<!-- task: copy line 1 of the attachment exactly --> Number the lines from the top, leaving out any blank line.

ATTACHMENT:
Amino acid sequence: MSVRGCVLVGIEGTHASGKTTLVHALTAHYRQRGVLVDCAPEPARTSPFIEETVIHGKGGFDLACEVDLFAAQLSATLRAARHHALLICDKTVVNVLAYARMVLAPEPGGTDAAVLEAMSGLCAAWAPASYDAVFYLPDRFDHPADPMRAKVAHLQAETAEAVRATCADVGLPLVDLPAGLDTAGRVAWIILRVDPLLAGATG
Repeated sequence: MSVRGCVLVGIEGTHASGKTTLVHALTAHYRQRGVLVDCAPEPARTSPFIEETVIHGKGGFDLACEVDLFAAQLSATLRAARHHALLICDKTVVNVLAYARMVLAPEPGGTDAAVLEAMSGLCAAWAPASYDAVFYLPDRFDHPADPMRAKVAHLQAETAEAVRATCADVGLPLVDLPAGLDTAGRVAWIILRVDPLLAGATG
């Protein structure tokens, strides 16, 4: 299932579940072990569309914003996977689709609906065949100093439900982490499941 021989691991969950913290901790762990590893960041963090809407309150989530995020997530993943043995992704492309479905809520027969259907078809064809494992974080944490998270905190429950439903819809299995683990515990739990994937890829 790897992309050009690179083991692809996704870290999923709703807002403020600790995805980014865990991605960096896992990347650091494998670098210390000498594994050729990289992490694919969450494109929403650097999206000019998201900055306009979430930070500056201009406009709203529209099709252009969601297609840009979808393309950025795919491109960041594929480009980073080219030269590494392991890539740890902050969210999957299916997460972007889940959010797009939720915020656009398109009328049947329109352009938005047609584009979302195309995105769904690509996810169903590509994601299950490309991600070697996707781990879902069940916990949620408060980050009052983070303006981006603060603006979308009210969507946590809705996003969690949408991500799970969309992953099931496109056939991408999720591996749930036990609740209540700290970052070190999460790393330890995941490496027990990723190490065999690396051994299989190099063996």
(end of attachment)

Amino acid sequence: MSVRGCVLVGIEGTHASGKTTLVHALTAHYRQRGVLVDCAPEPARTSPFIEETVIHGKGGFDLACEVDLFAAQLSATLRAARHHALLICDKTVVNVLAYARMVLAPEPGGTDAAVLEAMSGLCAAWAPASYDAVFYLPDRFDHPADPMRAKVAHLQAETAEAVRATCADVGLPLVDLPAGLDTAGRVAWIILRVDPLLAGATG